What comes next for Donald Trump after his Georgia arrest and mugshot?

Legal complexities continue to mount for the former president as he seeks a return to the White House

Where is Donald Trump facing criminal charges?

Where is Donald Trump facing criminal charges?
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Former US president Donald Trump once again finds himself in legal peril after he was arrested at Fulton County jail on charges that he attempted to overturn his 2020 electoral loss to Joe Biden in the state of Georgia.

Mr Trump's surrender came amid that of his 18 co-defendants, including former Justice Department official Jeffrey Clark, who turned himself on on Friday.

Now the first former president with an inmate number – P01135809 – Mr Trump must again contend with the complexities of an indictment and the 2024 presidential election. In addition to Georgia, he faces three federal indictments in New York, Florida and Washington.

Unlike those three cases, however, Mr Trump has not yet been arraigned in Georgia.


The next step in Mr Trump's legal process will be the arraignment, where he will make his first court appearance and plead either guilty or not guilty.

Fulton County District Attorney Fani Willis has requested the court to hold Mr Trump's arraignment the week of September 5.

It is around this time frame that Mr Trump's 18 co-defendants in the case will also have their first court appearances.

All defendants in the case have the option to waive their right to appear at their arraignments, and it is possible Mr Trump may exercise that right. Should he attend the first hearing in person, it could be the first time one of his arraignments is televised.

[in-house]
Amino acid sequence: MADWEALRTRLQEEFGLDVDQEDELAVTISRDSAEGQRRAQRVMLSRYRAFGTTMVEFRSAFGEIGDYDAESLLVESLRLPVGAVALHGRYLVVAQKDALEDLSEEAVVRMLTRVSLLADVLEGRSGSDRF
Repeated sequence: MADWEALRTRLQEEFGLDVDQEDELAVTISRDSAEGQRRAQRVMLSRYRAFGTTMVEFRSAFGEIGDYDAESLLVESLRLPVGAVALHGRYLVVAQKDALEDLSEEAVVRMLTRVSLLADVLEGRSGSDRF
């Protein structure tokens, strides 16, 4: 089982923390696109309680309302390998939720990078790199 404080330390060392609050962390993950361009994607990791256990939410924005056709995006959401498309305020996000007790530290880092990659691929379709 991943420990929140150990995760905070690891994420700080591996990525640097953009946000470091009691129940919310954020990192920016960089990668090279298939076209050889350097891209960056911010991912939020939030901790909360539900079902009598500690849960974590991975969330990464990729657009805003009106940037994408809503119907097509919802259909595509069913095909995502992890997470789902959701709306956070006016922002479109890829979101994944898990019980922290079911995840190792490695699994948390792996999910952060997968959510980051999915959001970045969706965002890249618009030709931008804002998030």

Former US president Donald Trump's booking photo after he surrendered to charges in Georgia. Reuters

Pretrial motions and subsequent hearings

Following the arraignment, defence teams will have 10 days to make pretrial motions or requests for the court to rule on.

Such a request could be moving the trial from state court to federal court.

One co-defendant who has already made is Mr Clark, who drafted a letter that would have urged Georgia to appoint new electors to declare Mr Trump the state's winner. The plan to deliver the letter was ultimately abandoned.

Former White House chief of staff Mark Meadows also filed a motion to “remove” the case to federal court. A hearing is scheduled for August 28.

Unlike the other co-defendants, Mr Trump, Mr Clark and Mr Meadows were all federal officials at the time the alleged crimes occurred.

Even if Mr Trump does not make a similar request, his legal team can request other motions that would complicate prosecutors' preferred trial timeline or suppress certain pieces of evidence.

Jury selection and trial

The judge presiding over the case will set a date for the trial once the pretrial hearings conclude. Ms Willis has proposed an October 23 start date. Mr Trump's team has filed a motion to oppose that date.

Once the trial date is set, the jury selection process begins. It is unclear how long that will take, but once finished, the trial will begin.

If found guilty, a separate date would be scheduled for Mr Trump and/or any of his co-defendants' sentencing.

2024 presidential election

Mr Trump is the front-runner for the Republican Party's presidential nomination and could challenge President Joe Biden in 2024.

The election season timeline complicates legal proceedings for Mr Trump and Fulton County prosecutors. Mr Trump faces a calendar stuffed with primaries, caucuses, planned debates, pretrial hearings and trial start dates.

Should Mr Trump's trial go ahead as planned on October 23, it would arrive less than a month after the second Republican debate held in California on September 27. Mr Trump has already said he will skip the debate.

And even if he is convicted, it would not rule out his eligibility for president. There are no legal obstacles that would prevent someone from running for president if they are serving a jail sentence, although such a prospect is still a long way away.

Updated: August 26, 2023, 4:23 AM